All through seminary, self-care was shoved on us. Even after seminary when meeting with any clergy, self-care was shoved on us. Even though I’ve only been in solo full-time ministry for two plus years, I know self-care is important and absolutely necessary to our health as leaders and as congregants to God’s church.
I find myself constantly checking in on my own self-care practices, but also I find myself checking in on my congregants, especially my leaders. Some of my leaders are really good at self-care, others are not good at it. Some of my congregants don’t even think about it, while others are pure examples of piety.
Self-care is not just about your spiritual life.
Often when those words are put out there, I fear and feel people think only of how often they’re reading the scriptures, praying, piously down on their knees humbly asking God for forgiveness. But it’s not just about that.
Self-care is about our whole selves.
That means we need to eat right. It means we need to exercise (yes, even you 100 year olds out there). We need to take care of our finances, our family, our relationships with each other, with our spouses and children, with our God. It’s all bundled up into two simple hyphenated words: self-care.
That makes this a difficult topic because it’s so well-rounded, but it also makes it an intentional topic. Self-care is necessary. Sometimes we just need a break. Sometimes we need to head out into the woods and go for a very long walk and not see anyone until after the sun sets.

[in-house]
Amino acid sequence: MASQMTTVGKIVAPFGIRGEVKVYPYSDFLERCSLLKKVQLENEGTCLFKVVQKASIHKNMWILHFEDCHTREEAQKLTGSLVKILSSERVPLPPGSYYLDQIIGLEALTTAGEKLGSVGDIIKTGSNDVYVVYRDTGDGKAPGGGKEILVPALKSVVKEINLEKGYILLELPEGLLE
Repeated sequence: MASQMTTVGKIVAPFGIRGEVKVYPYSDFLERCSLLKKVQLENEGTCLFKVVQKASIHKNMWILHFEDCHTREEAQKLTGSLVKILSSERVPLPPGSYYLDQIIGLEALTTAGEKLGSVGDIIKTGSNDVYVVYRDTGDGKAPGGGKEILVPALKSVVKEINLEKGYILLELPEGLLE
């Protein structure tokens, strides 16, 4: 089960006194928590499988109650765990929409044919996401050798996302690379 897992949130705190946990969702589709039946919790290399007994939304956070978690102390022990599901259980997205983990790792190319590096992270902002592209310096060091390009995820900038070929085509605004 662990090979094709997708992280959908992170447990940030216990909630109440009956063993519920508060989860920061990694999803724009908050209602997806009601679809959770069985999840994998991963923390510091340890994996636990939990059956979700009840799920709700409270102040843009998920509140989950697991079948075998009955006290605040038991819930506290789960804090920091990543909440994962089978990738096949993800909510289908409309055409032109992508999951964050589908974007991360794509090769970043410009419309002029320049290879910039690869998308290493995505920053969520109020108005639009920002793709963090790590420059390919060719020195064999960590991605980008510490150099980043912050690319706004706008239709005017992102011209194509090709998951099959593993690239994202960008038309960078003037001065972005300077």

But we also need to avoid those times when we become so overwhelmed that we need to just cut everything else out for awhile. That’s where regular practices of self-care come into play. It means that yes, you need to be doing something spiritually for yourself each and every day. It means you need to be keeping yourself on track with your eating habits and exercise habits.
It may seem overwhelming right now, when you’re thinking about everything that you’re not doing. It did for me. But if you take one small thing, commit to changing that here and now, then you will see and reap the benefits in the time to come. It may not show up right away, but it certainly will make a huge difference.
I’ve only been blogging for a month and a half now, and already I feel so much more connected to the scriptures. I feel smarter because I can actually name chapter and verse (on some things). I feel more centered in God.
I’ve only been working out each day since the beginning of December. Already I have more energy and I don’t struggle to wake up each morning even with a baby at home. Already I feel energized to come into work and enjoy the tasks I have to do.
I’ve only been eating better (not all right) for about two weeks now. Already I know I’ve lost weight and inches. I can move easier and I can physically keep up with the demands of my job and my family.
These are small simple changes I took, day to day, and already they have made a world of difference. I know if I keep them up, if I keep adding new changes to my life, if I keep thinking about what God would want me to do to best honor our relationship, then I know the possibilities in this life are limitless.